13 Jan 2023
13 Jan 2023
Status: this preprint is open for discussion.

A simple diagnostic based on sea surface height with application to Central Pacific ENSO

Jufen Lai1,2,4, Richard John Greatbatch2,3, and Martin Claus2,3 Jufen Lai et al.
  • 1State Key Laboratory of Numerical Modeling for Atmospheric Sciences and Geophysical Fluid Dynamics, Institute of Atmospheric Physics, Chinese Academy of Sciences, Beijing, China
  • 2GEOMAR Helmholtz Centre for Ocean Research Kiel, Germany
  • 3Faculty of Mathematics and Natural Sciences, Christian Albrechts Universität, Kiel, Germany
  • 4College of Earth and Planetary Sciences, University of Chinese Academy of Sciences, Beijing, China

Abstract. We use output from a freely-running NEMO model simulation for the equatorial Pacific to investigate the utility of linearly removing the local influence of vertical displacements of the thermocline from variations in sea surface height. We show that the resulting time series of residual sea surface height, denoted ηnlti, measures variations in near-surface heat content that are independent of the local vertical displacement of the thermocline and can arise from horizontal advection, surface heat flux and diapycnal mixing processes. We find that the variance of ηnlti and its correlation with sea surface temperature, are focused on the Niño4 region. Furthermore, ηnlti averaged over the Niño4 region is highly correlated with indices of Central Pacific El Niño Southern Oscillation (CP ENSO), and its variance in 21 year running windows shows a strong upward trend over the past 50 years, corresponding to the emergence of CP ENSO following the 1976/77 climate shift. We show that ηnlti can be estimated from observations, using satellite altimeter data and a linear multi-mode model. The time series of ηnlti, especially when estimated using the linear model, show pronounced westward propagation in the western equatorial Pacific, arguing an important role for zonal advective feedback in the dynamics of CP ENSO, in particular for cold events. We also present evidence that the role of the thermocline displacement in influencing sea surface height increased strongly after 2000 in the eastern part of the Niño4 region, at a time when CP ENSO was particularly active. Finally, the diagnostic is easy to compute and can be easily applied to mooring data or couple climate models.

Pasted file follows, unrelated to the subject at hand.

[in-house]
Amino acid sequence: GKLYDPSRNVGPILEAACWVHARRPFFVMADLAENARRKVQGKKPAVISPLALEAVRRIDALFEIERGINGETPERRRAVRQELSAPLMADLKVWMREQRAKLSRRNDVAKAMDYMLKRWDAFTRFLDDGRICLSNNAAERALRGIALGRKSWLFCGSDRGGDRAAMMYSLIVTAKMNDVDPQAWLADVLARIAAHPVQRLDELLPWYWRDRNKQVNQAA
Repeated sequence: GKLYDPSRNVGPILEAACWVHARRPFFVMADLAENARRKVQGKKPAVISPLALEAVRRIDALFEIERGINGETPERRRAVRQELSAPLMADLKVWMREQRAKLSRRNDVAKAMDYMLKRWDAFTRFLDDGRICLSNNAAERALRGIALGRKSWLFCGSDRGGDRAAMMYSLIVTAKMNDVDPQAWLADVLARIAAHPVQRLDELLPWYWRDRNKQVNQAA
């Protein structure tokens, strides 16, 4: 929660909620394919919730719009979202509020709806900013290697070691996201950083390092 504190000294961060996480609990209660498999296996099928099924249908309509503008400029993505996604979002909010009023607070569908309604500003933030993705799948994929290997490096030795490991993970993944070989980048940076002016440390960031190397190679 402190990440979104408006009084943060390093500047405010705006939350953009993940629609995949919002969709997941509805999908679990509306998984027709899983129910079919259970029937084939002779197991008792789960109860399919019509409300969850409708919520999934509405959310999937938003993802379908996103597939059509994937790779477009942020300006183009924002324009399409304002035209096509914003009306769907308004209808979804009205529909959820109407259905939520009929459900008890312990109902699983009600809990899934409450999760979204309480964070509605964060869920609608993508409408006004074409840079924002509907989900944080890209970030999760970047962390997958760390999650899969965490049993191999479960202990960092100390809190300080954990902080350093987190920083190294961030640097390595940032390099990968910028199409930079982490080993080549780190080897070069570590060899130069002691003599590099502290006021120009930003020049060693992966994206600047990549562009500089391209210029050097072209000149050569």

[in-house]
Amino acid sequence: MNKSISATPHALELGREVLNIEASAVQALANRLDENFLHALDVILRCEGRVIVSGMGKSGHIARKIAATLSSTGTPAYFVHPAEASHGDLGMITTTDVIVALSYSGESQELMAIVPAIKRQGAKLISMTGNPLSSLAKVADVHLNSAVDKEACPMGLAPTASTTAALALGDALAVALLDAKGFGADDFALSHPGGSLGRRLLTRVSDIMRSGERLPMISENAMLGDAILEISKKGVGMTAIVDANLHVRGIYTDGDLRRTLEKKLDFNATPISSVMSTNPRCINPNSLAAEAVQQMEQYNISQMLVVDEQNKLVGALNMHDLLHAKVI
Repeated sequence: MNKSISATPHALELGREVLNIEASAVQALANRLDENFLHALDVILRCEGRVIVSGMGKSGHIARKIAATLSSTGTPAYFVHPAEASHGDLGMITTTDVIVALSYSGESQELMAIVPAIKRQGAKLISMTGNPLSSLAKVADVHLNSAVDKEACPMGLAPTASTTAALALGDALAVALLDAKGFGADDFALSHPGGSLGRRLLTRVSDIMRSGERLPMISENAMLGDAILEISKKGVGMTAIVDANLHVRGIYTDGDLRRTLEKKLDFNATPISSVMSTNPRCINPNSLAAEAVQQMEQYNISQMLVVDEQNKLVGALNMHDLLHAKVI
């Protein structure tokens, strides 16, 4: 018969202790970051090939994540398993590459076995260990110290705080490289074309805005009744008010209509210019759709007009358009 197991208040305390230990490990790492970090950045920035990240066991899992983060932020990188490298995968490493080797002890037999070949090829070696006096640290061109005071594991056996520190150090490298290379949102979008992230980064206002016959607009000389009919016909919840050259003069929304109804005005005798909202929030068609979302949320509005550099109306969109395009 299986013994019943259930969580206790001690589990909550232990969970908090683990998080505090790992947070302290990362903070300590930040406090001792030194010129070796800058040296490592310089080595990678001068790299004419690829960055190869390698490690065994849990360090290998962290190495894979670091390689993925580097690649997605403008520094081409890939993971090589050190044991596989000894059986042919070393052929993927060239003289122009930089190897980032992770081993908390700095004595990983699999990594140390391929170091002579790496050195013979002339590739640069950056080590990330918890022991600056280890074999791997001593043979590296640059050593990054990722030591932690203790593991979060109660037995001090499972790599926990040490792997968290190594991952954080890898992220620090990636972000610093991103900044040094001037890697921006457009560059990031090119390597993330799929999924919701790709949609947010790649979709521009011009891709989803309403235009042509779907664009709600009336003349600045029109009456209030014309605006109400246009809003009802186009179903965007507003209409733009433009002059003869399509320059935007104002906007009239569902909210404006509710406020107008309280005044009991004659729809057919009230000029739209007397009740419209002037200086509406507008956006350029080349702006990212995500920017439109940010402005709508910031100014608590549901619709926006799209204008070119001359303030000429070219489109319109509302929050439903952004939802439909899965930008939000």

Jufen Lai et al.

Status: open (until 10 Mar 2023)

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Jufen Lai et al.

Jufen Lai et al.


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Short summary
The El Niño Southern Oscillation (ENSO) has a global influence on weather and climate. Over most of the equatorial Pacific, where ENSO is focused, variations in sea surface height, such as measured by satellite, are strongly influenced by vertical displacements of the ocean thermocline. We show that linearly removing this influence leads to a time series of sea surface height that capture ENSO dynamics in the central Pacific, where ENSO variability has become more active in recent decades.